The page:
Virtual Landing Pad helps Australian games developers play in China
16 Jul 2020
Australian games developers wanting to compete in China’s fast-growing digital games sector are sharpening their skills, thanks to Austrade’s virtual boot camps.
From 20–26 May, Austrade’s Shanghai team delivered its first ‘Online Bootcamp for Games Developers.’ The five-day virtual Landing Pad program included market briefings from industry players and the opportunity to pitch ideas to industry representatives.
Even before the home-lockdowns began, the Chinese games industry was growing fast.
According to digital games research company, newzoo, China’s games market is already worth US$40.8 billion.
The five-day boot camp kicked off with a workshop on intellectual property and brand protection. Market research company, Niko Partners, charted the growth of the world’s biggest gaming market and explained some of the regulatory barriers to entry.
Niko Partners’ brief included a deep dive into the current market dynamics of China’s games industry.
Representatives from Tencent Games, one of the world’s largest games companies, also made a virtual appearance – sharing ideas on how to enter the market.
Next up was the Interactive Games and Entertainment Association (IGEA), the peak industry body for video games companies in Australia and New Zealand. IGEA representative Jens Schroeder, Director, Industry & Member Relations and Raelene Knowles, COO, shared observations on how the gaming industry is growing and where opportunities are likely to emerge.
Day Three delivered ‘how to pitch in China’ insights. Sessions focussed on the market and what makes for an effective pitch in China’s games sector. They were delivered by Josh Burns, Founder of DigitalDevConnect and a globally-recognised industry expert in exporting digital games into China.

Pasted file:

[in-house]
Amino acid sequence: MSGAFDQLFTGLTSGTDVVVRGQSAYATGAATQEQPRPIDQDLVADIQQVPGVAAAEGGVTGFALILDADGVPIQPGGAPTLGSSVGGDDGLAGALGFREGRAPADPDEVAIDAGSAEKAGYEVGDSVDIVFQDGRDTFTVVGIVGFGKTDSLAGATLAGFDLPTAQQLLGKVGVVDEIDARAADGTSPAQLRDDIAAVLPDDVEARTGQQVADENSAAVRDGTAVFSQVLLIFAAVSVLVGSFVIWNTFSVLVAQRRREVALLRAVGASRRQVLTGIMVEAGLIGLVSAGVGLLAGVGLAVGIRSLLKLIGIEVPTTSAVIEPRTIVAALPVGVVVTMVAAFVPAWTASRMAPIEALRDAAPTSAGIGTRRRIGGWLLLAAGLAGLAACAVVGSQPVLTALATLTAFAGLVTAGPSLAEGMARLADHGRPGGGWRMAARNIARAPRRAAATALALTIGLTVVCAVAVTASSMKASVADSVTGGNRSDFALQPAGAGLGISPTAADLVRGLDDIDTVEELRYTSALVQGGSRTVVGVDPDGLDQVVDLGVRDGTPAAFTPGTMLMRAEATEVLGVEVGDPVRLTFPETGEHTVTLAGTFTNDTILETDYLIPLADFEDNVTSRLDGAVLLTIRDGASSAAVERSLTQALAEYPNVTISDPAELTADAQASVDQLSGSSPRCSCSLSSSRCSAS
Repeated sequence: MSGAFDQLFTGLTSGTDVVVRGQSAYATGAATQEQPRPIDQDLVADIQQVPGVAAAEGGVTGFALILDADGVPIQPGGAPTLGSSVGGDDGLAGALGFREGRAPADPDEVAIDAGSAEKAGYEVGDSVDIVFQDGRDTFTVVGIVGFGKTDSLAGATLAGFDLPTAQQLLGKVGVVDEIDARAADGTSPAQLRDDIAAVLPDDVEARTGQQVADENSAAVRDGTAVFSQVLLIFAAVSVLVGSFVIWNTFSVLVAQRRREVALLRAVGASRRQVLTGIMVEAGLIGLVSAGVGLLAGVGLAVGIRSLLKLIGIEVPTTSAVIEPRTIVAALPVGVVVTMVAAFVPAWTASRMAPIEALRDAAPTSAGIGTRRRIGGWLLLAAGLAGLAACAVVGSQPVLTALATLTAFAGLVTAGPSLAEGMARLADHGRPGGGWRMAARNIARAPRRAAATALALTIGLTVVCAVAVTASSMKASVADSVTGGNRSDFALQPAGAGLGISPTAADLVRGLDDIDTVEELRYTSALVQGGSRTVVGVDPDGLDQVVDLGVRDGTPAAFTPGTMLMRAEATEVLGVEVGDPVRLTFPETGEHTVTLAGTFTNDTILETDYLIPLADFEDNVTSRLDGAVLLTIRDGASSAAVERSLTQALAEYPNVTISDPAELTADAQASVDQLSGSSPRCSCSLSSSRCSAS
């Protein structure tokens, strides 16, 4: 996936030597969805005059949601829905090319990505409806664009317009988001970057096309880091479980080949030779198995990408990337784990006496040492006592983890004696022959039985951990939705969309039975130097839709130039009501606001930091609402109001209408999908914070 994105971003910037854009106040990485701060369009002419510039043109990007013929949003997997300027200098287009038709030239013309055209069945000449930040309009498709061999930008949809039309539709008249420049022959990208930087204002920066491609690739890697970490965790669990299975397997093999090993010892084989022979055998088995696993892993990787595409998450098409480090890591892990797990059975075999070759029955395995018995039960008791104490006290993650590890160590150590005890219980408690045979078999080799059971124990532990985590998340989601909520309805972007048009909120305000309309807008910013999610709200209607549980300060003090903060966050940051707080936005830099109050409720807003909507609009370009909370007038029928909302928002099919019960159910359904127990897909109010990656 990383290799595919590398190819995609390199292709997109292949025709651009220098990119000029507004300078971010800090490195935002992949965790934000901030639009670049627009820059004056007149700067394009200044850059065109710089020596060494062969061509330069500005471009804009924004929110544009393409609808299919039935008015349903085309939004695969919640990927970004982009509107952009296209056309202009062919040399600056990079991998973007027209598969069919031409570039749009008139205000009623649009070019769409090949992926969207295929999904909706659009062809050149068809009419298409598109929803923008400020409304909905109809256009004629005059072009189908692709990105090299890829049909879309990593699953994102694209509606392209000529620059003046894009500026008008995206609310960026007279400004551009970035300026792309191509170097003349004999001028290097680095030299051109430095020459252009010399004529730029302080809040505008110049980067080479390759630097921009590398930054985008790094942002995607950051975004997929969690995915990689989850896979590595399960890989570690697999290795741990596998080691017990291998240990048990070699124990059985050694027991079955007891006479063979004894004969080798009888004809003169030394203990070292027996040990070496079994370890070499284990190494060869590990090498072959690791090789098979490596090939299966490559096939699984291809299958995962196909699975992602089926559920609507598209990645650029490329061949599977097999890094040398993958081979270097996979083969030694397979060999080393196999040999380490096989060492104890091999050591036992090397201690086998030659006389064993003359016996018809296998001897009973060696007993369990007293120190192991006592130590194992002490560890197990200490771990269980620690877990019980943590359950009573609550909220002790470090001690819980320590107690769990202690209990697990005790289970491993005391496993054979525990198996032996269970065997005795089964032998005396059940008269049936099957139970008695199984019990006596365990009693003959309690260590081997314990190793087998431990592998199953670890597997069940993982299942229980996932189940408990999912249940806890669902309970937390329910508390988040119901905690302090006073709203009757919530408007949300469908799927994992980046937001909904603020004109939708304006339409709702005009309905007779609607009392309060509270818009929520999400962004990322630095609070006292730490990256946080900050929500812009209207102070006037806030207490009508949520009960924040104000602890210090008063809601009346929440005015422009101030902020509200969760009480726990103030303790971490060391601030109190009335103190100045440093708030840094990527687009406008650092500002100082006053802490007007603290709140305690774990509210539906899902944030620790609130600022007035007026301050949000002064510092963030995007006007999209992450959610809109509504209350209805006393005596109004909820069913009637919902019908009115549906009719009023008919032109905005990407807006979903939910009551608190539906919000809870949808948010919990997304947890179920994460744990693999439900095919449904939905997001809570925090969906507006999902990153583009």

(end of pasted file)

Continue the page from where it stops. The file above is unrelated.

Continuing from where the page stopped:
The rest of the week was an opportunity to engage directly with industry. Companies prepared for pitches to some of the leading players in the market, including Tencent Games, TapTap, Kowloon Nights and China Telecom’s Dazzle Interactive.
Block42’s Chief Executive Officer, Charlene Hu, reckons the event will help her 3-D design and animation company spot opportunities in the Chinese market.
‘We learnt from many experts, built a better understanding of the Chinese multimedia industry and connected with some of the most impactful China media companies,’ she said.
Games-development platform, mod.io, was also a participant. The company’s technology helps developers to manage the storage and distribution of mods – or alterations in the look or behaviour of part of a game.
‘Thanks for running the program: it was very insightful and a fantastic opportunity for us growing Australian gaming companies,’ said Scott Reismanis, Co-founder, Mod.io
Austrade’s Landing Pad in Shanghai helps Australian scale-ups to access the China market.
To understand what the Landing Pad offers, please visit Austrade’s website. The Landing Pad team will organise the next tech boot camp from 20 July to 24 July. It will focus on innovative health technology.
For more information on the digital gaming market in China, please contact firstname.lastname@example.org